As Ms. Frederickson reports, “because of lack of bargaining power in a weak economy, employees find themselves at the mercy of companies that have adopted a just-in-time system, meaning they keep a pool of workers on call subject to the demands of management.” Having to call-in to find out whether you have work today means that people can’t even count on a weekly salary, much less plan for the things that make employment possible, like affordable, quality child care or transportation. And it should be no surprise by now that it’s women who bear the appalling human, financial and environmental costs of our “free market” race-to-the-bottom economy.

It seems sacrilege to question the importance of equal pay, pregnancy non-discrimination and the like. While policy guarantees to those effects can create some safeguards for women workers, they don’t do anything to alleviate the burden of reproductive labor and care work that still falls pretty squarely on women’s shoulders. Employers may incur short-term increases in their costs, but this in no way shifts the dominant workplace culture that can be downright hostile to employees’ personal and family needs.

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Hooray that women can still work while pregnant. But for someone who has actually been pregnant, pregnancy alone is a colossal physical, mental and emotional job in and of itself, not to mention the human being you get at the end of it. This is tough enough when you have a desk job; more than daunting if you’re in one of the many gendered professions that countless women find themselves in — low-wage work, care giving, teaching, nursing, to name a few. And though I think we’re not supposed to admit it, trying to producing “equal work” compared to that of non-childbearing male peers is a sure-fire recipe for feeling like a constant failure and stretched beyond your limits in every part of your life.

Read more: Behind the pay gap between men and women.

–Alia

Rejecting the ‘Barbie box’

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Actress Amber Heard may not inspire much interest or sympathy among working women. She’s stunning and rich, and worries about things like losing her freedom to fame.

Still, in a recent Elle article, she made an interesting point about not wanting to be put in a “Barbie box” for her work:

“I feel like I’m constantly fighting against my exterior, or this exterior presentation of myself because of how I look or perhaps because of who I’m with.”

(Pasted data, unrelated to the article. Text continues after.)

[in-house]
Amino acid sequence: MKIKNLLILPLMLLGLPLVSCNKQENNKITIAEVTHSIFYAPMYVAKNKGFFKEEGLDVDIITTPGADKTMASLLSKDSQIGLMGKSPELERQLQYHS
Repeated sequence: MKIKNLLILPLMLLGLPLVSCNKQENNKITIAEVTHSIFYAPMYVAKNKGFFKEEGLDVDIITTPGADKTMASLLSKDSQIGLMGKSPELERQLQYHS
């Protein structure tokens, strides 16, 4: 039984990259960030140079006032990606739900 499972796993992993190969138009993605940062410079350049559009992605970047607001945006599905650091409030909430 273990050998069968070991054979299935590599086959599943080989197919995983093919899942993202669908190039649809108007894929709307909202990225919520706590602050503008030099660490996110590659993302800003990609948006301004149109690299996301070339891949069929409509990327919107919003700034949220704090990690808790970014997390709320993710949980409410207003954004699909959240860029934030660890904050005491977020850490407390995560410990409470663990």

There are women whose jobs depend on them looking like someone’s fantasy version of a female. Such work can be lucrative and, depending on a woman’s preferences, satisfying.

But many women feel burdened by employers who create career constraints based on superficial perceptions of gender and capabilities. On a related noted, working mothers know all too well the frustration of finding themselves shoved into a “mommy track” by an employer over fears that family obligations will interfere with productivity.

–Ruth

Who cares about valuing household work? Insurers.

The insurance industry is one part of the economy that cares about valuing the work that parents put into household chores.

As Father’s Day approaches (it’s June 21), Insure.com, which bills itself as the most cited independent consumer-insurance site, calculated that a father’s household tasks, such as mowing the lawn, are worth almost $26,000 per year. That value is based on wages for different chores typically performed by dads, and how much time they spend on those tasks.

Why do insurers care about fairly valuing household work? They want to sell life insurance. Insure.com quoted its managing editor, Robert Beaupre, saying:

“The value of Dad’s contributions around the house and his annual salary are real figures that will need to be covered if something were to happen to him…If you can skip going out to eat at work a couple of times per month, you can probably set aside enough money to pay for a term life insurance policy and give your family that peace of mind.”

Here’s the site’s table showing how it calculated the value of fathers’ household work.

FathersDay061515–Ruth